The Rolling Stones and Bruce Springsteen leads tributes to Chuck Berry

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Charles Edward Anderson Berry Sr. was idolized by many up and coming musicians and artists in his heyday such as the Rolling Stones and The Beatles.

Berry stated to Rolling Stone that his father had suffered from pneumonia and had a hard time recovering due to his elderly age. Elvis Presley's rocked-up version of the blues song "That's All Right" dropped in 1954, and "Rocket 88" - an Ike Turner-helmed recording some historians hail as the first true rock n' roll release - actually came out in 1951, years before the rock revolution started in earnest. "I want to thank him for all the inspirational music he gave to us", wrote Jagger. Since then, he forged a life that included three years in reform school, 20 months in prison, and decades in the spotlight, pioneering a musical form that has become synonymous with American music. "Chuck you were amazing&your music is engraved inside us forever". Bruce Springsteen called him the "greatest" on Twitter, while Brian Wilson of The Beach Boys tweeted that Berry was "a big inspiration".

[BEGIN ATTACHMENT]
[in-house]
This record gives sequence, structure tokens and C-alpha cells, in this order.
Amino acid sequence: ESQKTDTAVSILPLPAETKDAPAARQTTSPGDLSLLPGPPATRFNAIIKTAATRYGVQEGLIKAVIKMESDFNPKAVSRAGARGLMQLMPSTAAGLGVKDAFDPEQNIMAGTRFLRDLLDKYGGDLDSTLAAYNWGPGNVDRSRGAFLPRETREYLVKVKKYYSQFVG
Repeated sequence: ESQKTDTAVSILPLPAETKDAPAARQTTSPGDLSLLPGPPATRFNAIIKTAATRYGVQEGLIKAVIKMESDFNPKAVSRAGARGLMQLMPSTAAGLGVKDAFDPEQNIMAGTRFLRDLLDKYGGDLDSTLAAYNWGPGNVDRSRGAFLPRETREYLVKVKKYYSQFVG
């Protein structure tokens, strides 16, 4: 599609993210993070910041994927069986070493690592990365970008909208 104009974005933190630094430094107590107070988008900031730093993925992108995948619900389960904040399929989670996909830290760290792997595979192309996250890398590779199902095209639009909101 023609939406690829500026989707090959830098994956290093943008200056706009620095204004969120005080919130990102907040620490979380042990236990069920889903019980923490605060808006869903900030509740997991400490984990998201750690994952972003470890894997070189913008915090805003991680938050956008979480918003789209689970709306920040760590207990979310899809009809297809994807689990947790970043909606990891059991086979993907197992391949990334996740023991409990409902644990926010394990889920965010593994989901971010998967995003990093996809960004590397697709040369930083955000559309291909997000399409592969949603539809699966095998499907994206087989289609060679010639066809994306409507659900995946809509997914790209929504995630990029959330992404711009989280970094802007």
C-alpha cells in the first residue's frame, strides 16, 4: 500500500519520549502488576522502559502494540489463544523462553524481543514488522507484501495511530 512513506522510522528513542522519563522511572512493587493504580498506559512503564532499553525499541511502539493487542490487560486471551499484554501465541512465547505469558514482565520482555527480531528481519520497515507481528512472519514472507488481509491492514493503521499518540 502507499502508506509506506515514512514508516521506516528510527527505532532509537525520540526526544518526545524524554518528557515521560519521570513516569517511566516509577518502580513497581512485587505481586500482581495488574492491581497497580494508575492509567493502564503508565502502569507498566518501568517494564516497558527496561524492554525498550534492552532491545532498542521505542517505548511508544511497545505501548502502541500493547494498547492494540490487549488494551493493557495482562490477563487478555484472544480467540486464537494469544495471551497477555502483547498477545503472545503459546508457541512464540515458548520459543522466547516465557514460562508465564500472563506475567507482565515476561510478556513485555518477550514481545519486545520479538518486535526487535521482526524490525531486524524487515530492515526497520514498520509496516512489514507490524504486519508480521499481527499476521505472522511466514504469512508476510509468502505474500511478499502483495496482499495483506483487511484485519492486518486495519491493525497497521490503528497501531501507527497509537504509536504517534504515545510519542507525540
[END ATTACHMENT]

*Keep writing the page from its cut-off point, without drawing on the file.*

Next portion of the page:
"You can hear his influence in every rock & roll band from my generation on".

The Recording Academy, which awarded Berry a lifetime achievement award in 1984, referred to Berry as "arguably the founding father of rock and roll".

Bruce Springsteen also needed more than one tweet to talk about Berry. The first album I ever bought was Chuck's "Live at the Tivoli" and I was never the same.

"His music and his influence will last forever".

"RIP Chuck Berry! Thank you for the poetry, the passion and the potency!" "And like most 90-year-old men, he has good days and he has bad days".

"He is, quite simply, one of the 20th century's most influential musicians", the 42nd President saidof Berry at the Kennedy Center Honor's reception.

Chuck Berry's songs were so significant to the history of popular music that his work even made it to the cargo of both Voyager ships in the form of his iconic tune "Johnny B. Goode".

The New York Times gorgeously celebrates "his indelible guitar licks, brash self-confidence and memorable songs about cars, girls and wild dance parties" as well as his gifts as rock "n" roll music's "master theorist and conceptual genius, the songwriter who understood what the kids wanted before they did themselves". None of us would have been here without you.

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